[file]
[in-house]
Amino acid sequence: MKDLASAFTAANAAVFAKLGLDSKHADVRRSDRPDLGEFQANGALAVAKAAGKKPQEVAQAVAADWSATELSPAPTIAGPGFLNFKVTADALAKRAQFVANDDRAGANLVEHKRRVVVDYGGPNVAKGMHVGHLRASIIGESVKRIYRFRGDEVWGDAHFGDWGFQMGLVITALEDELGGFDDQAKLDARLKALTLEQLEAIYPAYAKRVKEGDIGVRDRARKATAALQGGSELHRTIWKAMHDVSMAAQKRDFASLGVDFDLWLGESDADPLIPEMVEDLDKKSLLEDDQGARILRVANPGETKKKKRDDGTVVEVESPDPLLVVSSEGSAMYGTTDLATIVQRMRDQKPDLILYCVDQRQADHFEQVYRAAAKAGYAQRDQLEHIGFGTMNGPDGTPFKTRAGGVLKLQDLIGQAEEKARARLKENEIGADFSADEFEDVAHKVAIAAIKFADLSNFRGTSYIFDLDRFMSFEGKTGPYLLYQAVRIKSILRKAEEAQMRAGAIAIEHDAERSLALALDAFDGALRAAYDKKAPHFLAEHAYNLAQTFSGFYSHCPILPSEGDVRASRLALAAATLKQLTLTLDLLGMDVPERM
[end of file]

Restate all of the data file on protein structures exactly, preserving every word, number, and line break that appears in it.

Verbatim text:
[in-house]
Amino acid sequence: MKDLASAFTAANAAVFAKLGLDSKHADVRRSDRPDLGEFQANGALAVAKAAGKKPQEVAQAVAADWSATELSPAPTIAGPGFLNFKVTADALAKRAQFVANDDRAGANLVEHKRRVVVDYGGPNVAKGMHVGHLRASIIGESVKRIYRFRGDEVWGDAHFGDWGFQMGLVITALEDELGGFDDQAKLDARLKALTLEQLEAIYPAYAKRVKEGDIGVRDRARKATAALQGGSELHRTIWKAMHDVSMAAQKRDFASLGVDFDLWLGESDADPLIPEMVEDLDKKSLLEDDQGARILRVANPGETKKKKRDDGTVVEVESPDPLLVVSSEGSAMYGTTDLATIVQRMRDQKPDLILYCVDQRQADHFEQVYRAAAKAGYAQRDQLEHIGFGTMNGPDGTPFKTRAGGVLKLQDLIGQAEEKARARLKENEIGADFSADEFEDVAHKVAIAAIKFADLSNFRGTSYIFDLDRFMSFEGKTGPYLLYQAVRIKSILRKAEEAQMRAGAIAIEHDAERSLALALDAFDGALRAAYDKKAPHFLAEHAYNLAQTFSGFYSHCPILPSEGDVRASRLALAAATLKQLTLTLDLLGMDVPERM